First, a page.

In 1995, President Clinton’s first “drug czar”, resigned after the administration and congress rejected his emphasis on drug treatment (Katel). In 1996 California voters passed initiatives that shielded medical marijuana users from state prosecution (Katel). Despite a U.S. Institute of Medicine (IOM) report that found some medical benefits in marijuana the Federal government shut down six marijuana cooperatives in California that provided marijuana to patients (Marshall).

In 2003, The U.S. Supreme Court, by declining to reverse a lower court’s decision in Conant v. McCaffrey, held that physicians may recommend, but not prescribe marijuana to patients and in 2004, police arrested 1.7 million people nationwide for drug-law violations, twenty-two percent more than in 1995 (Katel). In November of 2004 voters across the country passed seventeen initiatives aimed at liberalizing marijuana laws. To date thirty-six states have laws that recognize marijuana’s medical value. Moreover, since 1996 twelve states have passed laws that effectively allow patients to use medical marijuana despite federal law (McVay).

It is obvious from American History that prohibition does not work. Drug prohibition like Alcohol Prohibition causes more crime by driving up the price of drugs. Moreover, prohibition forces drug users to commit crimes to pay for a habit that would be easily affordable if it was legal. The criminal nature of the business means that rival drug sellers must resort to violence to settle disputes among themselves. A look at Alcohol Prohibition of the 1920s and 30s shows that murder and assault-by-firearm rate rose steadily while alcohol Prohibition was in effect and remained there until it ended in 1933; then the murder rate dropped for eleven consecutive years and crime involving firearms went down for ten consecutive years (Ostrowski).

Politicians should recognize that Drug Prohibition and Alcohol Prohibition share the same problem and solution: regulation. The United States drug policy, has had little or no effect on the levels of drug addiction among American citizens, but has instead resulted in a tremendous increase in crime and in the numbers of Americans in our prisons and jails. With 4.6% of the world’s population, America today has 22.5% of the world’s prisoners (Katel). The United States needs to make drugs a controlled dangerous substance, just like alcohol.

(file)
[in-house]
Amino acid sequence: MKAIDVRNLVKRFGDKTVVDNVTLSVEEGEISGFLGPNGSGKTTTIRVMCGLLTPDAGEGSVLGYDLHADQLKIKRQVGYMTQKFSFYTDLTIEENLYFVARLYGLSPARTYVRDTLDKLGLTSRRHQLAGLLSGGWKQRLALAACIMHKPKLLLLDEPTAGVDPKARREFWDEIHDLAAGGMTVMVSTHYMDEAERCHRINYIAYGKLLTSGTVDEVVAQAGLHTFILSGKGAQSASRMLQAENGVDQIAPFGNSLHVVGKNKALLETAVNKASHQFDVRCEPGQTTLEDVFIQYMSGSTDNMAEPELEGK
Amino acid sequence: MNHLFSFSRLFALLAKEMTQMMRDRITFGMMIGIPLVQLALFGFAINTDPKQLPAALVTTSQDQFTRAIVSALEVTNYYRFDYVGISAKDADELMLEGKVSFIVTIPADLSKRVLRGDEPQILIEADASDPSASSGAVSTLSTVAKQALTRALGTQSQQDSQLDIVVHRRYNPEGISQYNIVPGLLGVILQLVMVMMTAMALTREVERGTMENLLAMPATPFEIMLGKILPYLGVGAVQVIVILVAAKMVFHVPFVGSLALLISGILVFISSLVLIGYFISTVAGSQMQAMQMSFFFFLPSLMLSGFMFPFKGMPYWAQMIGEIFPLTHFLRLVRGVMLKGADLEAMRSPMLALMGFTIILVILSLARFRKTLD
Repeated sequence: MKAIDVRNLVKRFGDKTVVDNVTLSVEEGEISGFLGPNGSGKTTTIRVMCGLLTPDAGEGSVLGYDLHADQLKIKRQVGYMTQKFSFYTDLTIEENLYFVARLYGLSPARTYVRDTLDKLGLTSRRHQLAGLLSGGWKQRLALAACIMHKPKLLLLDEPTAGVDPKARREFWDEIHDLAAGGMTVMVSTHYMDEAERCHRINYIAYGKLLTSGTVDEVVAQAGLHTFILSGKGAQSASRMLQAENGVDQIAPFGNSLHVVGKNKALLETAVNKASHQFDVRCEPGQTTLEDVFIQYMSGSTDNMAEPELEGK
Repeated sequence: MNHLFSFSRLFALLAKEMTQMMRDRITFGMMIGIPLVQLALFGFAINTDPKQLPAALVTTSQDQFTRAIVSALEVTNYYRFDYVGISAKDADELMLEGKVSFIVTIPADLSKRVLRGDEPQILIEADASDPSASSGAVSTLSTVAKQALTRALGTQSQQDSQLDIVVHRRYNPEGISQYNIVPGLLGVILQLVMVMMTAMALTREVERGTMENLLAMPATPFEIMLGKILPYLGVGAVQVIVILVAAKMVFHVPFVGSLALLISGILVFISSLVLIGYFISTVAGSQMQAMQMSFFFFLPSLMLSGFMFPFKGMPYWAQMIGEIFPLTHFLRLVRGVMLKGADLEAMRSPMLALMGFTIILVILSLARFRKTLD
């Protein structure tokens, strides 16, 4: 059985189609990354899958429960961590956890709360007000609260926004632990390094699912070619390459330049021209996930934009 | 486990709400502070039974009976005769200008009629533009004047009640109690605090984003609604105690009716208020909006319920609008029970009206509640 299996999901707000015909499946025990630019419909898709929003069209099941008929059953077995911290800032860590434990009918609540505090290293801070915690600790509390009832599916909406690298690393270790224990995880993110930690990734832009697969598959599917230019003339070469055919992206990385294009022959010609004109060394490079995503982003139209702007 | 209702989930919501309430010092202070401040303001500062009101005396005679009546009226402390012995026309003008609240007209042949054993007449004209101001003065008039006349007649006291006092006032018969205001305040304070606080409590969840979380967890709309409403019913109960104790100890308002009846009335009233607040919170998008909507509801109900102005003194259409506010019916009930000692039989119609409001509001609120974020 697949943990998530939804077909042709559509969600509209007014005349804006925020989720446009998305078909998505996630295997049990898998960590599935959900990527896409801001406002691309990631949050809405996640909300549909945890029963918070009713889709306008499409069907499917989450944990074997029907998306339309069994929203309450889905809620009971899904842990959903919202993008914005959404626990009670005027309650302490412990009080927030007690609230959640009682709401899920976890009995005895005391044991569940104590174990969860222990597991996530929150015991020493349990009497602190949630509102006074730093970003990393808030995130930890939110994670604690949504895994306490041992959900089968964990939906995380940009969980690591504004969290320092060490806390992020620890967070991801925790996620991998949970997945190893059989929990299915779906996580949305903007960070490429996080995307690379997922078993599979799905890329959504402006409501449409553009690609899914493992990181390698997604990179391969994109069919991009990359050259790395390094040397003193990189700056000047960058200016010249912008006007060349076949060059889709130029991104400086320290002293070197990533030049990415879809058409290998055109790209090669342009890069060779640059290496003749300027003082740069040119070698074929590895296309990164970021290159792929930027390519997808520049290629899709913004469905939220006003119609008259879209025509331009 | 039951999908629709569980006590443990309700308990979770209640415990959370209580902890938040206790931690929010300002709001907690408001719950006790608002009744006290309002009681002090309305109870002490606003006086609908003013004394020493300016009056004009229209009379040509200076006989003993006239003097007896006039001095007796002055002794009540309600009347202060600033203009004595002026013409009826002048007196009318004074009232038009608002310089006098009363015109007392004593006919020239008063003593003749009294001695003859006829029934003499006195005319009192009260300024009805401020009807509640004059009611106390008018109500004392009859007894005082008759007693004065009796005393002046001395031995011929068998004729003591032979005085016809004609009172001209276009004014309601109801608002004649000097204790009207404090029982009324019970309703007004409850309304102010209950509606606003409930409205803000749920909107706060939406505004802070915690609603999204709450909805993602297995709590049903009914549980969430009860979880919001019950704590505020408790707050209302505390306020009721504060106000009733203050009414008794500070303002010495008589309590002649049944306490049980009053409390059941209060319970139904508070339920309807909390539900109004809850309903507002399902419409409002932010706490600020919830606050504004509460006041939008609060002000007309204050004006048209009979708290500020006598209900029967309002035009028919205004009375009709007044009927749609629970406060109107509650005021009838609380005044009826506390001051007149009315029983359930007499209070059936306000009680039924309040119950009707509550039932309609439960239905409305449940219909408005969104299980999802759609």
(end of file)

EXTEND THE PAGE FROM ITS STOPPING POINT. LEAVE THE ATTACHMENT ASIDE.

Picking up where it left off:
In a country were the past is used to predict future behaviors of people demonstrate that Regulation will dramatically decrease drug related crime, drug addiction and drug use. The fact is in the last ten or so years, drug use has not dropped even with increased federal spending on the drug war (Ostrowski). Moreover, in spite of all the seizures, drugs are still available to children in elementary school. Drug laws greatly increase the price of illegal drugs, forcing users to steal, kill, and rob to get the money to buy them. It is estimated that at least forty percent of all property crime in the United States is committed by drug users so that they can maintain their addictions (Ostrowski).

Drug regulation is a better alternative to straight out legalization and is much more reasonable then prohibition. The United States should take a lesson from its past: that prohibition did not work then and does not work now. Regulation gives control back to the people and reduces crime, and the ill effects that come with it. “Drug abuse would clearly decline under a legalized system” (Johnson).Regulating drugs will reduce crime, take the profit out of drugs, restore order to the cities of America and it will remove the forbidden fruit aspect of prohibition that has been tempting the nation’s youth for over thirty three years. Regulation will provide our government with an accurate picture of the influences that drugs have on the United States and give control to the people to overcome its negative social and economical effects.

Works Cited

Cooper, Mary H. “Drug-Policy Debate.” CQ Researcher 10.26 (2000): 593-624. CQ Researcher Online. CQ Press. Union County College Libraries, Cranford, NJ. 14 Dec. 2006 .

Feder, Don. “Who’s winning the war on drugs?.” Human Events 51.41 (1995): 15. Academic Search Premier. Union County College Libraries, Cranford, NJ. 17 December 2006.

Johnson, Gary E. “Stop Arresting People for Bad Choices” Cato Policy Report: 21.6. (Nov./Dec.1999): Cato Institute 18 Dec. 2006.

Katel, Peter. “War on Drugs.” CQ Researcher 16.21 (2006): 481-504. CQ Researcher Online. CQ Press. Union County College Libraries, Cranford, NJ.14 Dec. 2006 .

Marshall, Patrick. “Marijuana Laws.” CQ Researcher 15.6 (2005): 125-148. CQ Researcher Online. CQ Press. MacKay Library, Union County College, Cranford, NJ. 2 Oct. 2006 .

McVay, Douglas. “Medical Marijuana.” DRUG WAR FACTS (2006). 1 Oct. 2006 .

Ostrowski, James. “Thinking About Drug Legalization.” Cato Policy Analysis No. 121 (1989): Cato Institute .18 Dec. 2006